Longitudinal data from adolescents and young adults show no evidence that social media use predicts later depressive symptoms, according to research published in Clinical Psychological Science, a journal of the Association for Psychological Science. However, the findings do show that relatively higher depressive symptoms predicted later social media use among adolescent girls.
This research stands in contrast with recent claims that adolescents’ use of social media may lead to depression, claims based primarily on studies that examined associations between average social media use and average well-being measured at a single point in time.
“You have to follow the same people over time in order to draw the conclusion that social media use predicts greater depressive symptoms,” says lead author Taylor Heffer of Brock University. “By using two large longitudinal samples, we were able to empirically test that assumption.”
Beginning in 2017, Heffer and coauthors surveyed 6th, 7th, and 8th graders in Ontario, Canada once a year for two years. The researchers also conducted annual surveys of undergraduate participants, beginning in their first year of university over a span of 6 years.
To measure depressive symptoms, the researchers used the Center for Epidemiological Studies Depression Scale for the young adults and an age-appropriate version of the same scale for the adolescents. All participants answered two questions about their average daily hours spent on social media – one measuring weekday use and the other measuring weekend use. The participants also answered questions about other screen time, such as watching TV, and non-screen activities including doing homework and exercising.
Heffer and colleagues analyzed the data separately for each age group and gender.
The results showed that social media use did not predict later depressive symptoms among adolescents or college undergraduates. Rather, greater depressive symptoms predicted more social media use over time, but only among adolescent girls.
“This finding contrasts with the idea that people who use a lot of social media become more depressed over time. Instead, adolescent girls who are feeling down may turn to social media to try and make themselves feel better,” says Heffer.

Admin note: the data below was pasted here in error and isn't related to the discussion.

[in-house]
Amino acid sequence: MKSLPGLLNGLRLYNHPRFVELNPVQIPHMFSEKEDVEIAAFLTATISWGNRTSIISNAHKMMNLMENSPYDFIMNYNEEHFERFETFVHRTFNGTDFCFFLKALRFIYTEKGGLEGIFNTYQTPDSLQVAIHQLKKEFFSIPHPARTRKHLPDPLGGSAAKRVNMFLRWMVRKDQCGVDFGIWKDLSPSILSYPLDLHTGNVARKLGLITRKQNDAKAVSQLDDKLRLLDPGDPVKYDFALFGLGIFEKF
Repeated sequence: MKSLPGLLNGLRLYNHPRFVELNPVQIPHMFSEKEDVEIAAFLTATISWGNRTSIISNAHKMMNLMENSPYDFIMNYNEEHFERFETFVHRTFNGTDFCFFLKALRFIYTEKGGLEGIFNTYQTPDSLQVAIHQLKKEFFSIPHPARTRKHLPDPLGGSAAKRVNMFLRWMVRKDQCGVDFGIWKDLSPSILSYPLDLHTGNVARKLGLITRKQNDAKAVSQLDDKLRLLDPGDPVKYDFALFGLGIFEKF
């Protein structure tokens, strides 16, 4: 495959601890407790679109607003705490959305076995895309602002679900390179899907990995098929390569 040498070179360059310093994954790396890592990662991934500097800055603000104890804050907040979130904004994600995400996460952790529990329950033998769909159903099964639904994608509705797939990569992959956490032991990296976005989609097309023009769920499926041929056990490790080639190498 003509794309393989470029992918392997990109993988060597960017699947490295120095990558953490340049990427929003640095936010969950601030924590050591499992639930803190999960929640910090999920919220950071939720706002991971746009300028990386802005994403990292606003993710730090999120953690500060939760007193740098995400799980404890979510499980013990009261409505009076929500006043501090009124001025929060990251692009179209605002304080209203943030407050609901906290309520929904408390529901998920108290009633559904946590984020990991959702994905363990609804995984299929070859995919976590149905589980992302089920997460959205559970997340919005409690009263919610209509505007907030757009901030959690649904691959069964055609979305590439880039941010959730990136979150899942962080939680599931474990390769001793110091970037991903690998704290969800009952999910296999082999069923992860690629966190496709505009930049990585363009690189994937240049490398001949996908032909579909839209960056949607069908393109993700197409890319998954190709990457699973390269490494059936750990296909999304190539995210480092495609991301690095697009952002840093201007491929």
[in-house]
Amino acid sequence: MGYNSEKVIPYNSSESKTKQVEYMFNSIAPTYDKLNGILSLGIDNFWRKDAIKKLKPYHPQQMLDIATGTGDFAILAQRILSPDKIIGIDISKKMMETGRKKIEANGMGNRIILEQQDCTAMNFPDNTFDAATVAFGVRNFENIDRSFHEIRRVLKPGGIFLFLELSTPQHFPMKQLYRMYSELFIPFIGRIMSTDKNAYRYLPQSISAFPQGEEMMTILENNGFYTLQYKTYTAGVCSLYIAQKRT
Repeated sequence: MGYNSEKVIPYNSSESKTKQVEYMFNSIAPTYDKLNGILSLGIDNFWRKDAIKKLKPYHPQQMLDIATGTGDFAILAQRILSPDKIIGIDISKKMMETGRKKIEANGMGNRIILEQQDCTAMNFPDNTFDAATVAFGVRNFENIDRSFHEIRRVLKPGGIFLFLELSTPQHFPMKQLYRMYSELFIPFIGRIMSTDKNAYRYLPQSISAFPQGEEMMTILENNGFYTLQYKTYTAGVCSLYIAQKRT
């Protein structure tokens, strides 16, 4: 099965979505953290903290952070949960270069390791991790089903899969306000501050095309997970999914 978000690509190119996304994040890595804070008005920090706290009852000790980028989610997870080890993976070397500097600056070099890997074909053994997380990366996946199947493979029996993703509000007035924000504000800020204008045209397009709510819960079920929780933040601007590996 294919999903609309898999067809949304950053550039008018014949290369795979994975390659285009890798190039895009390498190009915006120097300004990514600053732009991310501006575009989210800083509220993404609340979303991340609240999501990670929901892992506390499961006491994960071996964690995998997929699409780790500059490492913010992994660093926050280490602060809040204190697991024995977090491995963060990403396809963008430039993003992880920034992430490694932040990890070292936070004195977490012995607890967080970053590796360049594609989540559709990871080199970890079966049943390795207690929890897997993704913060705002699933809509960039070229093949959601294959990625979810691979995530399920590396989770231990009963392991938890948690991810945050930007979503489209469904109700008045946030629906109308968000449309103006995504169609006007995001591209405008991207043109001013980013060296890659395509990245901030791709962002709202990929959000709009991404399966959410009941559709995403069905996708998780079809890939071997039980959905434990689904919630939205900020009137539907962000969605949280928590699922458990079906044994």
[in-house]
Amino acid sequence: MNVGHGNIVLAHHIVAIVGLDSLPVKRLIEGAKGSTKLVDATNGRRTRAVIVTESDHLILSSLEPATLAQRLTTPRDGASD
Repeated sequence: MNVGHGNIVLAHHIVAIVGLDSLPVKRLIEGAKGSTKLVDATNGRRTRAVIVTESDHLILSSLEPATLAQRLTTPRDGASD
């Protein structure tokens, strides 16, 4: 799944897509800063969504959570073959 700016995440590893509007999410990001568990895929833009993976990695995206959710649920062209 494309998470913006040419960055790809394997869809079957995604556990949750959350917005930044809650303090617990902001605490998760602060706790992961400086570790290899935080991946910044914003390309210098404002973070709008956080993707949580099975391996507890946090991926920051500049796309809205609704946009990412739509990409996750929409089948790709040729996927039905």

Overall, the research suggests that the fear surrounding social media use and its impact on mental health may be premature.
“When parents read media headlines such as ‘Facebook Depression,’ there is an inherent assumption that social media use leads to depression. Policymakers also have recently been debating ways to tackle the effects of social media use on mental health,” says Heffer.
Evaluating whether fears about the impacts of social media have merit requires prospective longitudinal studies that allow researchers to examine whether it is social media use that predicts depressive symptoms (rather than the other way around), while controlling for other potential influences. As Heffer and colleagues note, individual differences in personality, motivation, and current well-being are likely to play a critical role in the relationship between media use and future well-being.
“There may be different groups of people who use social media for different reasons,” Heffer explains. “For example, there may be a group of people who use social media to make social comparisons or turn to it when they are feeling down, while another group of people may use it for more positive reasons, such as keeping in contact with friends.”
Examining the role that these differences play will help clarify the ways in which social media interacts with mental health, with implications for parents, policymakers, and healthcare professionals alike.
Coauthors on the research include Marie Good of Redeemer University College and Owen Daly, Elliott MacDonnell, and Teena Willoughby, all of Brock University.
T. Willoughby received funding for this study from Social Sciences and Humanities Research Council of Canada and Canadian Institutes of Health Research.